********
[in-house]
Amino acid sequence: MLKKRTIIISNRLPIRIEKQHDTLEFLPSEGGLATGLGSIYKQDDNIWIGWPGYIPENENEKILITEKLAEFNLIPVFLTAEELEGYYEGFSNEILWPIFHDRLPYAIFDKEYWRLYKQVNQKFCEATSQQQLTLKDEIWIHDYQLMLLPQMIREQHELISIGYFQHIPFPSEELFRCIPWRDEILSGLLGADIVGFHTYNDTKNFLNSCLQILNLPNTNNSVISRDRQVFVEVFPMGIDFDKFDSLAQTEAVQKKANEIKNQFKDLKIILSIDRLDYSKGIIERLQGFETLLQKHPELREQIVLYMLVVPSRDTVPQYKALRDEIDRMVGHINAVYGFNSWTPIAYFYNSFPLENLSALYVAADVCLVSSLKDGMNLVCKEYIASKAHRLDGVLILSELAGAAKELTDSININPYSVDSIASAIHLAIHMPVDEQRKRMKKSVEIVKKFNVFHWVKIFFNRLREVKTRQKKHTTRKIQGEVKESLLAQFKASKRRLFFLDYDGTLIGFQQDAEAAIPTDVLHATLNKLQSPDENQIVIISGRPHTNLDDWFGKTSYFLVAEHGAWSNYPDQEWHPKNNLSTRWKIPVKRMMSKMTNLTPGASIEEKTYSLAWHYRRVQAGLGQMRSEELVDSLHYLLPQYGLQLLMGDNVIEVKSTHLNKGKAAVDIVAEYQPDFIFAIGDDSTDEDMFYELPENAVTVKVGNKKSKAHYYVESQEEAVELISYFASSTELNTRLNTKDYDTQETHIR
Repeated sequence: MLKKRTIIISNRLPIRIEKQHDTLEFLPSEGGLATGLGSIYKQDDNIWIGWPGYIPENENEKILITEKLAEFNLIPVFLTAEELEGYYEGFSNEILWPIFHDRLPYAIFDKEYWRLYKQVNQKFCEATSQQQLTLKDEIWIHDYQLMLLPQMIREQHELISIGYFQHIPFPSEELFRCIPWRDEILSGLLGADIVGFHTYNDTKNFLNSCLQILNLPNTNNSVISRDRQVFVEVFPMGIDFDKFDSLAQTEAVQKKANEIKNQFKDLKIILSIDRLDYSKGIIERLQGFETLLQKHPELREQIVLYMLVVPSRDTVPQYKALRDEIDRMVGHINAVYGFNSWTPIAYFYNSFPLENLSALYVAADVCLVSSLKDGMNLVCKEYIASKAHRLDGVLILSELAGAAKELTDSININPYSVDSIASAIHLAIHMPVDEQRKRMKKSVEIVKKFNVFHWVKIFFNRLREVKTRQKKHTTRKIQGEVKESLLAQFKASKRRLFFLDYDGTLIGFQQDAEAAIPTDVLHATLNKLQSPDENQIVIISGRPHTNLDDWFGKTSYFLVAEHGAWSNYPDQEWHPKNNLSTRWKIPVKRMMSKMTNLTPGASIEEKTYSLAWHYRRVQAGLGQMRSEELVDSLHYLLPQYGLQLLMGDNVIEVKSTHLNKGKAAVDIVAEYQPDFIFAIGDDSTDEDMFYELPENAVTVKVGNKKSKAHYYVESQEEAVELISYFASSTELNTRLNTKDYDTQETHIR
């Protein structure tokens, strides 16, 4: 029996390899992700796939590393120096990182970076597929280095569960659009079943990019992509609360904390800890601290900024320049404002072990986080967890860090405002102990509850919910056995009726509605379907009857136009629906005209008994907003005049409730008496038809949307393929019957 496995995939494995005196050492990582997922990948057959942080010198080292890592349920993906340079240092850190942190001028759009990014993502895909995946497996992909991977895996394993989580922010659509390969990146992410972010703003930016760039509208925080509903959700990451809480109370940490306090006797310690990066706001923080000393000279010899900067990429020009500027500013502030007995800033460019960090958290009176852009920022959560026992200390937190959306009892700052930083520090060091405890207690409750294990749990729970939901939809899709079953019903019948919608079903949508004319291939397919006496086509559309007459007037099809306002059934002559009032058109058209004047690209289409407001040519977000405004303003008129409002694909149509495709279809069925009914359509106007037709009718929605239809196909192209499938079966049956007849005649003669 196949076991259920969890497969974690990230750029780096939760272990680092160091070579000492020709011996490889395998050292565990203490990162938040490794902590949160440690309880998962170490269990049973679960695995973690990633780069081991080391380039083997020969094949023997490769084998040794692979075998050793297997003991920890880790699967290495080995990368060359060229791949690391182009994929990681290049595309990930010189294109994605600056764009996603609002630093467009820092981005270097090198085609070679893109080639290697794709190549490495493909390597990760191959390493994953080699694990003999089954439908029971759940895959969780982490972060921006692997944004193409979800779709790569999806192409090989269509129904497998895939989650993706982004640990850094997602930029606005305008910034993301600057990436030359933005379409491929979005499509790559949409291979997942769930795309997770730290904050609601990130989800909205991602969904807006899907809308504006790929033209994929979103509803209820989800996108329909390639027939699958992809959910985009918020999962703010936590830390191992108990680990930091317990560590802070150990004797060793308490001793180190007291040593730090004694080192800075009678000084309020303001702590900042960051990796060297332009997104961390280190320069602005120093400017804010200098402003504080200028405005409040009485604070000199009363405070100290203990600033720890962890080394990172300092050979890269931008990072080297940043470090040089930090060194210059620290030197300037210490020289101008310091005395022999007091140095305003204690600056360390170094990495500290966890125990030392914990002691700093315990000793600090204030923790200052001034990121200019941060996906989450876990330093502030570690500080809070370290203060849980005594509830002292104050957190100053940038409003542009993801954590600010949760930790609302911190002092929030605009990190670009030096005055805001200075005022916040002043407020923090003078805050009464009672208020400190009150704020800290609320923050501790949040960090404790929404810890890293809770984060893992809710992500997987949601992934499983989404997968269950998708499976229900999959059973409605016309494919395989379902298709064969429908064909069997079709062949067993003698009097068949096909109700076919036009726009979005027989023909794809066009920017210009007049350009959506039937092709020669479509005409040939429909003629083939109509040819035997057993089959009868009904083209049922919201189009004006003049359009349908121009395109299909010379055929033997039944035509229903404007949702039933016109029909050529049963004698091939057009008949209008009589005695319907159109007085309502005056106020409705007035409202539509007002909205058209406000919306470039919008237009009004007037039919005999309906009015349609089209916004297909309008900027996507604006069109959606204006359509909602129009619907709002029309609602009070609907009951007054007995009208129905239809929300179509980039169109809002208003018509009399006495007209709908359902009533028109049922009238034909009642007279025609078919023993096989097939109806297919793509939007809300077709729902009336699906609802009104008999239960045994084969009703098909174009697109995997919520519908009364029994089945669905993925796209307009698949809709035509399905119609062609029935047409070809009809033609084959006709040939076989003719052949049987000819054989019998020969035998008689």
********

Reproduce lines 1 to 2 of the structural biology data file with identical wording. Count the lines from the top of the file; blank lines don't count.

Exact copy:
[in-house]
Amino acid sequence: MLKKRTIIISNRLPIRIEKQHDTLEFLPSEGGLATGLGSIYKQDDNIWIGWPGYIPENENEKILITEKLAEFNLIPVFLTAEELEGYYEGFSNEILWPIFHDRLPYAIFDKEYWRLYKQVNQKFCEATSQQQLTLKDEIWIHDYQLMLLPQMIREQHELISIGYFQHIPFPSEELFRCIPWRDEILSGLLGADIVGFHTYNDTKNFLNSCLQILNLPNTNNSVISRDRQVFVEVFPMGIDFDKFDSLAQTEAVQKKANEIKNQFKDLKIILSIDRLDYSKGIIERLQGFETLLQKHPELREQIVLYMLVVPSRDTVPQYKALRDEIDRMVGHINAVYGFNSWTPIAYFYNSFPLENLSALYVAADVCLVSSLKDGMNLVCKEYIASKAHRLDGVLILSELAGAAKELTDSININPYSVDSIASAIHLAIHMPVDEQRKRMKKSVEIVKKFNVFHWVKIFFNRLREVKTRQKKHTTRKIQGEVKESLLAQFKASKRRLFFLDYDGTLIGFQQDAEAAIPTDVLHATLNKLQSPDENQIVIISGRPHTNLDDWFGKTSYFLVAEHGAWSNYPDQEWHPKNNLSTRWKIPVKRMMSKMTNLTPGASIEEKTYSLAWHYRRVQAGLGQMRSEELVDSLHYLLPQYGLQLLMGDNVIEVKSTHLNKGKAAVDIVAEYQPDFIFAIGDDSTDEDMFYELPENAVTVKVGNKKSKAHYYVESQEEAVELISYFASSTELNTRLNTKDYDTQETHIR